The Planner (Manager/Dispatcher)

We’ll look at it from the perspective of the distribution company owner and the people who prepare and execute the routes (sometimes the same person). The route planner is in charge of this person. Let’s start with the standard process for users who have never used a multi-stop route planner program. Consider the following example of a caterer who is arranging a delivery for five customers.

Gather The Data

  • Collect information (emails, addresses, contact info)
  • Process information (e.g., put into a spreadsheet or some other form ready for export to a route planning software…or if you use an efficient route planner like EasyRoutes, your orders are already integrated!)

Process the Data

  • Input the data into a route planning software (Google maps)
  • Manually optimization of the list
  • Checking the addresses/stops
  • Checking time windows for delivery, traffic incidents, time constraints, etc
  • Copy the list
  • Send to the driver


  • Staying in touch with the driver
  • Ok / Agree on the process
  • Change plans according to new situations etc.

The Driver

The delivery driver is often responsible for a variety of duties. Duties can differ depending on the system (computer with spreadsheet, or mobile or a tool like Mapquest) and its capabilities. If the driver switches goods, jurisdictions, tools, or destinations, there is also variability.

Getting There

  • Open app
  • Review the list of stops
  • Input first address
  • Start Navigation
  • Successful or not execution.
  • Mapping
  • Traffic data
  • Service calls (if applicable)
  • etc.

The Deliveries

  • Site assessment
  • Road access
  • Delivery tracking
  • Proof of delivery


  • Communications with the client
  • Ongoing conversations with the Manager
  • Taking signature or photo proof-of-delivery.

The Customer

Let’s not forget about the client. They are the lifeblood of your business, despite the fact that they are not part of the operational aspects. The following are some of the steps they must take:

  • Initial contact and discovery
  • Ordering
  • Payment
  • Communications
  • Answering questions about delivery
  • Scheduling delivery
  • Reception of delivery package
  • Account settings
  • Notes

In a nutshell, basically every business needs to delivery as quickly and efficiently as possible.

What Should You Do to Improve Your Route Planning Efficiency?

Improving productivity is a never-ending process. The good news is that after reading this post, we hope you’ll have a much better understanding of how to accomplish this important goal. The following are some steps you may take to boost your ability to build multi-stop routes with multiple addresses:

  • Draw out your current process: The first move is to conduct an assessment of your current delivery process.
  • Be specific about use of time: Be very precise about the amount of time it takes to complete and step or mission. For example, how long does it take to receive a customer’s order? How long does it take you to jot down their contact information? How long does it take to enter this address into an excel spreadsheet? And so on.
  • Perform a diagnostic: The next move is to conduct a diagnostic to determine the source of the problems. There’s a good chance you have a lot of room for improvement.
  • Pick the “low-hanging fruit”: “Low hanging fruit” means “easy to do”. In this situation, you’ll also want to choose the acts that will have the greatest effect. In a nutshell, search for events with low input and high output. Start with those.
  • Automate what you can: As seen in the example above, you can automate any acts or steps that you can. Typically, this automation can be accomplished by the use of an online tool.
  • Embrace automation: Build a manual, or at the very least a set of standard operating procedures, if possible. This method would lower uncertainty while also increasing productivity.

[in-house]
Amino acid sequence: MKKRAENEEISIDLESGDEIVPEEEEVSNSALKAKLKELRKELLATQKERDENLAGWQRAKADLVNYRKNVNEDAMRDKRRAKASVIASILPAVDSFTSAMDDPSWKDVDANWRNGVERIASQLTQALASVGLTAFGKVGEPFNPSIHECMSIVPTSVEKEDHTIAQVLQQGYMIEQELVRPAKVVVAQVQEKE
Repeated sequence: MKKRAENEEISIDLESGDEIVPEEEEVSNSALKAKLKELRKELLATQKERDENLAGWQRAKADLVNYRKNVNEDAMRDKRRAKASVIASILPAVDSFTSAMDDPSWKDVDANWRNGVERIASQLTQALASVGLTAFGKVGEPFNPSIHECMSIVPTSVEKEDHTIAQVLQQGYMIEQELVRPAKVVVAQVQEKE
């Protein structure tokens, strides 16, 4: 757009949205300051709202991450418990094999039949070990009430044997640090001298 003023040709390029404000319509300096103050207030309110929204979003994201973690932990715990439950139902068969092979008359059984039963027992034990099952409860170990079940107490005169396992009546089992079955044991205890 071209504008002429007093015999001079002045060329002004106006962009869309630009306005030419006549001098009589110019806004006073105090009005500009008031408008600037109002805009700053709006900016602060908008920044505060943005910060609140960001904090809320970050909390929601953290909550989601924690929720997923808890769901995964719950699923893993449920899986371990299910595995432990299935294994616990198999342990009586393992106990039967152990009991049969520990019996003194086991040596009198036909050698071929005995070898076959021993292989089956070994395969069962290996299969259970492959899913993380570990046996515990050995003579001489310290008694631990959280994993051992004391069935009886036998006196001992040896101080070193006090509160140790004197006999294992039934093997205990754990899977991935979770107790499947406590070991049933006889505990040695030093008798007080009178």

• Use an efficient Route Planner: If you’re still relying on pen and paper or Google Maps or MapQuest, consider investing in a route planner like EasyRoutes.

What’s the Best Free Efficient Route Planner?

Since this is a subjective issue, determining which is the best free route planner or routing program is difficult. The following are some better questions: What inefficiencies do I have? What does it cost me to have these inefficiencies? What approach, regardless of price or subscription, will provide the best opportunity for growth? May I try a few subscriptions for free to see if they’re worth buying?

What is the Best Way to Make a Route with Multiple Stops?

When planning a multi-stop route, you need driving directions to get you to plan my route, map out stops, full routes, and get home as quickly as possible. The best way to do this is to map out your current operating processes, determine the areas will benefit the most from improvement, and then make adjustments to boost outputs.

Final Thoughts

Finally, we hope that this guide has provided you with a better understanding of your business, your position as a “route planner,” and how to evaluate your delivery service. For example, we hope you understand when and why you should use a tool like Google Maps. You now have the knowledge to make the decision on your own. We haven’t gone through the details of other delivery logistics issues, such as route order, pick-ups, distances, GPS tracking, location features, sequence, driver tracking, and so on. However, we have other posts on these subjects in our blog. So please take a look at these various posts, and we hope you’ll find some excellent options for tracking, managing, and achieving improvement in your company and delivery services. Please let us know if there is anything else we can do to assist you, and if there is anything else we can do. You can reach out to us at any time for any reason. Before then, get in your car, hit the highways, make those appointments, and meet your objectives by increasing your sales revenue!

About Roundtrip

Roundtrip's mission is to equip every business with the software tools they need to deliver products to their customers in a delightful way. Thousands of Shopify merchants worldwide choose EasyRoutes to power their local deliveries across dozens of product categories, from meal kits and groceries to coffee, cupcakes, kibble, and so much more. Our easy-to-use route planning and delivery optimization app is certified Built for Shopify, a two-time Shopify staff pick, and the top rated local delivery app on the Shopify App Store.

"The EasyRoutes app saves us probably 40 hours per week, and I can genuinely say it would be hard to run our business without it…We plan our routes each morning with three clicks of a mouse which is a massive time saver."
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Christmas tree delivery in New Zealand 🇳🇿